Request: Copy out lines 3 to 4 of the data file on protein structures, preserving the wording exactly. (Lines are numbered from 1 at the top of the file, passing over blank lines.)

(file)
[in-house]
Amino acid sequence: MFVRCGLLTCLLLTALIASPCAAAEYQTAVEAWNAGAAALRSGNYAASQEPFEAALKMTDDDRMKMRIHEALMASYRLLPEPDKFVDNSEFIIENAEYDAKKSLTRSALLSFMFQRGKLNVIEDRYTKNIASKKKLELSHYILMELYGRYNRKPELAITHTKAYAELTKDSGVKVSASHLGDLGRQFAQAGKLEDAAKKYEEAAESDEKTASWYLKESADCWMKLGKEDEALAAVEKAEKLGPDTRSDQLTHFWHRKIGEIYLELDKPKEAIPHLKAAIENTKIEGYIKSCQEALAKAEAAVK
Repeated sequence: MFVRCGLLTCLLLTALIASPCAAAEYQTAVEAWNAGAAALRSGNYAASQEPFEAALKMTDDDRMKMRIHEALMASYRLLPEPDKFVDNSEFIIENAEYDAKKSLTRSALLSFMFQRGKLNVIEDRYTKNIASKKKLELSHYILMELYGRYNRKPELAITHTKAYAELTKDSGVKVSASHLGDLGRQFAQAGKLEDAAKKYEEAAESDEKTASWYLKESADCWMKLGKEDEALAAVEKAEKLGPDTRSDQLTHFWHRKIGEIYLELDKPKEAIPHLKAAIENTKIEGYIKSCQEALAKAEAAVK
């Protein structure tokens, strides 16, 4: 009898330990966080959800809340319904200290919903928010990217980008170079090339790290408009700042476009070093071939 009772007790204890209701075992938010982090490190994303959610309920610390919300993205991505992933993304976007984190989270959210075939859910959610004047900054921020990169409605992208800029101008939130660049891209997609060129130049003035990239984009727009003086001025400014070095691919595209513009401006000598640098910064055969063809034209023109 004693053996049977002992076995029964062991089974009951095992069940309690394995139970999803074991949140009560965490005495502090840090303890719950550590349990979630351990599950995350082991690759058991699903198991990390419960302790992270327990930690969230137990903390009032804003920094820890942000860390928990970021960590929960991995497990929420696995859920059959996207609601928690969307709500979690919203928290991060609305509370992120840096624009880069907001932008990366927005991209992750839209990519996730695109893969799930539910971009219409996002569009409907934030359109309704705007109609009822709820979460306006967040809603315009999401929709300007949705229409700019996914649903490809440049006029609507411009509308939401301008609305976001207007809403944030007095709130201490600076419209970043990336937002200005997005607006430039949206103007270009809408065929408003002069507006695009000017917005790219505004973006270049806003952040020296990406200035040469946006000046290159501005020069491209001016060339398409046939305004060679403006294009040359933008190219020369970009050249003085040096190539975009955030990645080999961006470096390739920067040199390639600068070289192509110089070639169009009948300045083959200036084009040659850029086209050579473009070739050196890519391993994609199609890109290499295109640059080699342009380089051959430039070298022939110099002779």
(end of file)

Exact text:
Repeated sequence: MFVRCGLLTCLLLTALIASPCAAAEYQTAVEAWNAGAAALRSGNYAASQEPFEAALKMTDDDRMKMRIHEALMASYRLLPEPDKFVDNSEFIIENAEYDAKKSLTRSALLSFMFQRGKLNVIEDRYTKNIASKKKLELSHYILMELYGRYNRKPELAITHTKAYAELTKDSGVKVSASHLGDLGRQFAQAGKLEDAAKKYEEAAESDEKTASWYLKESADCWMKLGKEDEALAAVEKAEKLGPDTRSDQLTHFWHRKIGEIYLELDKPKEAIPHLKAAIENTKIEGYIKSCQEALAKAEAAVK
């Protein structure tokens, strides 16, 4: 009898330990966080959800809340319904200290919903928010990217980008170079090339790290408009700042476009070093071939 009772007790204890209701075992938010982090490190994303959610309920610390919300993205991505992933993304976007984190989270959210075939859910959610004047900054921020990169409605992208800029101008939130660049891209997609060129130049003035990239984009727009003086001025400014070095691919595209513009401006000598640098910064055969063809034209023109 004693053996049977002992076995029964062991089974009951095992069940309690394995139970999803074991949140009560965490005495502090840090303890719950550590349990979630351990599950995350082991690759058991699903198991990390419960302790992270327990930690969230137990903390009032804003920094820890942000860390928990970021960590929960991995497990929420696995859920059959996207609601928690969307709500979690919203928290991060609305509370992120840096624009880069907001932008990366927005991209992750839209990519996730695109893969799930539910971009219409996002569009409907934030359109309704705007109609009822709820979460306006967040809603315009999401929709300007949705229409700019996914649903490809440049006029609507411009509308939401301008609305976001207007809403944030007095709130201490600076419209970043990336937002200005997005607006430039949206103007270009809408065929408003002069507006695009000017917005790219505004973006270049806003952040020296990406200035040469946006000046290159501005020069491209001016060339398409046939305004060679403006294009040359933008190219020369970009050249003085040096190539975009955030990645080999961006470096390739920067040199390639600068070289192509110089070639169009009948300045083959200036084009040659850029086209050579473009070739050196890519391993994609199609890109290499295109640059080699342009380089051959430039070298022939110099002779």